On hospital chaplains, my own view is that the paid chaplains should be primarily responsible for (a) co-ordinating the local volunteer ministers, rabbis, etc. (e.g., knowing who they are and seeing that they know the hospital rules such as no proselytizing and no visiting patients who haven’t asked to see them), (b) knowing what religious issues for any half way common religion might affect medical care (e.g., knowing religious food restrictions) and knowing how to get around them (for instance Judaism permits most rules to be broken in order to save a life), (c) knowing the philosophical and religious views on various ethical issues so as to advise others, and (d) being a shoulder to cry on and a cutter of red tape. Note I see no problem with an atheist being a hospital chaplain.

    The major hospital codes for chaplains seem to forbid attempts to convert.

    Demonstrate respect for the cultural and religious values of those they serve and refrain from imposing their own values and beliefs on those served.[1]


    Professional chaplains reach across faith group boundaries and do not proselytize.
    Acting on behalf of their institutions, they also seek to protect patients from being
    confronted by other, unwelcome, forms of spiritual intrusion.[2]

    This by the way is in contrast to the US military chaplain code of ethics. The group that most belong to, NCMAF, has

    “I will not proselytize from other religious bodies, but I retain the
    right to evangelize those who are non affiliated.”[3][4]

    A smaller group of military chaplains objected on the grounds they should be able to evangelize everyone.[5]

  12. Jazmin says

    What Erp said! And he did it much more eloquently than I. It was good good thing, then, that my earlier intended comment was banished to cyber hell.

    I would like to add, that as a nurse, patients with particular religious beliefs respond better if their preacher, rabbi, shaman, whoever, are around to comfort and console. Just like a sick child with a favorite toy or teddy bear, you wouldn’t take it away just because it’s a fantasy, right?

    I’ll wait until my patient is back on his feet before I try to enlighten. If he’s feeling well enough to kick my satanic ass out the door, then I’ll know we had a meaningful exchange.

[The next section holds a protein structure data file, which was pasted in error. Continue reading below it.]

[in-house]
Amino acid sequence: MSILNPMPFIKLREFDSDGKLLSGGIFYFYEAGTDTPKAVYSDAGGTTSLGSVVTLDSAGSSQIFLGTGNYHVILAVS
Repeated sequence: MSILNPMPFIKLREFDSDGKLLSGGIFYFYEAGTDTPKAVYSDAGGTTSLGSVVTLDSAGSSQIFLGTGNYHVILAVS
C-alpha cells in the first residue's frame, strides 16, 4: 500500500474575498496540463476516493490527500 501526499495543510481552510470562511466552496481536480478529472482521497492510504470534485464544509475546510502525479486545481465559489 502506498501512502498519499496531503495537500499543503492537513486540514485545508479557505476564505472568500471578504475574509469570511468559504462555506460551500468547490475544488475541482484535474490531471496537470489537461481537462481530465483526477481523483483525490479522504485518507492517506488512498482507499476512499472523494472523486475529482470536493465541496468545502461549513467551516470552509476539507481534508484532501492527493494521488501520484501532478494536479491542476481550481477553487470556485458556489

13. says

    OMG. I just found this: From 2005, about the Homeopathic Licensing Board:

    “A California doctor spent five years in prison for performing thousands of unnecessary eye surgeries before being allowed to practice homeopathic medicine in Arizona.

    A New Mexico doctor illegally borrowed hundreds of thousands of dollars from more than 100 of his own patients before becoming a homeopathic physician in metropolitan Phoenix, a crime that recently resulted in felony convictions.

    Over the past five years, the Arizona Board of Homeopathic Medical Examiners has licensed four doctors who have been convicted of felonies in other states and six others who have lost their licenses or been disciplined elsewhere.”

  14. Jazmin says

    Aaaack! Besides the fact that it’s too bloody hot to live there…and no bull about “it’s not the heat, it’s the humidity”. Hot is hot and I am a snowflake. Man, I’m ready for winter!

  15. bernarda says

    A surprising story to be found from the freepers, 8 Americans, including a Minnesotan have graduated from Cuba’s free medical school for foreigners. This has also been reported on BBC World. What will CNN, MSNBC, and Fox do?

    “Four New Yorkers, three Californians and a Minnesotan, all from minority backgrounds, have studied in Havana since April 2001, forming the first class of American graduates from the Latin American School of Medicine. One other American previously graduated from the school after transferring from a U.S. university, but the six women and two men graduating Tuesday were the first Americans to complete the entire six-year program since Castro offered the free medical training to U.S. students.”

    “The students said that much of what they learned in Cuba matched the curriculum at American medical schools, but that instructors here placed a special emphasis on preventative care.

    «I will be heading back to the United States with a great advantage over the American students who have stayed there,» said Wing Wu, from Minneapolis, Minnesota.

    U.S. authorities have suggested, however, that it is unclear whether Americans who receive Cuban medical training can meet licensing requirements in the United States. The graduates will have to pass two exams to apply for residency at American hospitals, then eventually pass a third.

    But the U.S. transfer student who graduated from the Cuban school recently began his residency at a New York City hospital. His experience gave hope to Tuesday’s graduating class.

    «Do I think there will be prejudices against us when we go back to the States and are looking for residences? Yes, it’s inevitable,» said Kenya Bingham, from Alameda, California. «I think there will be just due to the simple fact that there are political differences between the two countries.”

    Also surprising is the U.S. group that the Cubans use to represent them in the U.S.

    “The US recruitment and application process is handled by the Interreligious Organization for Community Organization (IFCO/ Pastors for Peace). IFCO offers workshops about ELAM throughout the United States. Applications are accepted twice a year, and require supporting documentation such as: academic transcripts, letters of reference, criminal background check and medical history. An interview is required. MCAT is not required.”

    Those atheistic Cubans sure are sly.

  16. Older says

    Homeopaths can do surgery??? Oh, I see, *minor* surgery.

    Well, that’s very different. Never mind.